Environmental conservationists also argue that the area should be preserved due to its ecological sensitivity, as it sits between the Liesbeek and Black rivers. They claim that paving over areas of the marshlands will destroy natural habitats for many animals and displace the descendants of the Khoi communities. Appeals against the development have, so far, been submitted by Goringhaicona Khoi Khoin Indigenous Traditional Council Heritage Western Cape, Two Rivers Urban Park Association, The Observatory Civic Association, The South African Astronomical Observatory, The Cape Institute for Architecture, and The Rosebank Mowbray Civic Association.
Contrastingly, environmental experts hired by LLTP suggest that redevelopment would be a benefit for the birdlife and wildlife in the area. We must be mindful of who’s behind this source when assessing these claims, given the commercial interests behind the latter’s research. Furthermore, Cape Town, in particular, has just recovered from a two-year long water shortage crisis. Residents had to line up everyday to receive rations of potable water. It was only at the end of 2020 that the city’s reservoirs were 100% full for the first time in six years.
While much of the international media has positioned this battle as one of preserving cultural heritage, we see there are deeper issues of displacement, disenfranchisement, pollution, and dispossession. However, no one has asked if an MNC-sponsored development can bring sustainable and equitable growth.
Interviewed by Bloomberg, Tauriq Jenkins of the Goringhaicona Khoena Council, a Khoi traditional group, says: “Companies like Amazon are expatriating particular kinds of menace which they would not do in their own countries.”
Unfortunately, this is not the case. Amazon is notorious in the United States for its terrible and dangerous working conditions. It also recently defeated an unionisation effort in Alabama with questionable tactics, such as using mandatory meetings to pass anti-union messaging or intimidating employees about the possibility of closing factories if workers were to unionise.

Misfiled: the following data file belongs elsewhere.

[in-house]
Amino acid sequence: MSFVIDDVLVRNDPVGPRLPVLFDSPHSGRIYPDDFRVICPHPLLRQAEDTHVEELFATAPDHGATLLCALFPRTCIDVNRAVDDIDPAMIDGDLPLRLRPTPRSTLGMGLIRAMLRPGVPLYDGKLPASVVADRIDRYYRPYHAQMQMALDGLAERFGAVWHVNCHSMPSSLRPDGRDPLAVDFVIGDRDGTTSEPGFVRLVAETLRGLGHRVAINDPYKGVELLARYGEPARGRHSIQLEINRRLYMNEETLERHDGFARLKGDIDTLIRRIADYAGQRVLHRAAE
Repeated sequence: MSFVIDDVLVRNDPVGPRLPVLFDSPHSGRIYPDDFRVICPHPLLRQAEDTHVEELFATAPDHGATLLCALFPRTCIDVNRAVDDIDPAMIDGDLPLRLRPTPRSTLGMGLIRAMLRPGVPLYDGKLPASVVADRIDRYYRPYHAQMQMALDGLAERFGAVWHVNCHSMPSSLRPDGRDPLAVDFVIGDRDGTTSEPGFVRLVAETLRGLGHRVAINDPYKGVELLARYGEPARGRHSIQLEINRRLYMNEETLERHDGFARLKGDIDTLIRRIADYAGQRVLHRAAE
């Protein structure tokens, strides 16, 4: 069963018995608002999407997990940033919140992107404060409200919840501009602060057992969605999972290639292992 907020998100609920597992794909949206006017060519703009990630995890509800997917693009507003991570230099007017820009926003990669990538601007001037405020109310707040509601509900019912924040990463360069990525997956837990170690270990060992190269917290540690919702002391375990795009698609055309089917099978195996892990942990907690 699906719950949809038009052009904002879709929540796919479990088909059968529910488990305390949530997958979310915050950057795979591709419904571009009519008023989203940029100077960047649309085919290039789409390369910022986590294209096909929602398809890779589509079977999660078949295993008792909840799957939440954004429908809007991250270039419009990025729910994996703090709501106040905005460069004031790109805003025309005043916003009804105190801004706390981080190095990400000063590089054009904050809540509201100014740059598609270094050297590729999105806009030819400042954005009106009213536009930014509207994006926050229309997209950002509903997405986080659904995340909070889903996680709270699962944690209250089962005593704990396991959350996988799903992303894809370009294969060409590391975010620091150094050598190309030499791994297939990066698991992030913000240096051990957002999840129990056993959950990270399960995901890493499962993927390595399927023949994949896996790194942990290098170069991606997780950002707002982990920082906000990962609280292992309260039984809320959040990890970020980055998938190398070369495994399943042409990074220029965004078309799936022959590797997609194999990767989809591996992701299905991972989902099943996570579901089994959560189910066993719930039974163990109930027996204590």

“We can not sacrifice communities for the promises of commercial enterprise; our economies and our cities are built by people, not corporations”
This is an urgent crossroad for Cape Town: it is possible that an Amazon complex may boost GDP figures, but economic development encompasses more than this one indicator. An area expanding on the grounds of an exploitative corporate culture does not lead to affordable housing, inclusive communities, and sustainable development – as imagined by the SDG 11. Amazon is expatriating neoliberal capitalism that is self-destructive to the environment, communities, and people. It is, in turn, promoting a business model that favours productivity and efficiency over sustainable urbanisation. This is partly why New Yorkers fought against a headquarter office in Queens, despite the promise of 25,000 jobs.
We can not sacrifice communities for the promises of commercial enterprise; our economies and our cities are built by people, not corporations. And often, when corporations destroy local economies, the burden is placed on the people to save them. Thus, cities need to focus on people-centred policies that invest in human security to lead to socio-economic growth, not bank on the promises of GDP boosts.
Written By: Sabine Franklin – born and bred New Yorker, she earned her Ph.D. in Economics from the University of Westminster in 2020. Her expertise is in international development, global health governance, and political economy. She tweets @SabineFranklin
Header Image: River Club Development: An artist’s impression of the planned Amazon HQ in Cape Town South Africa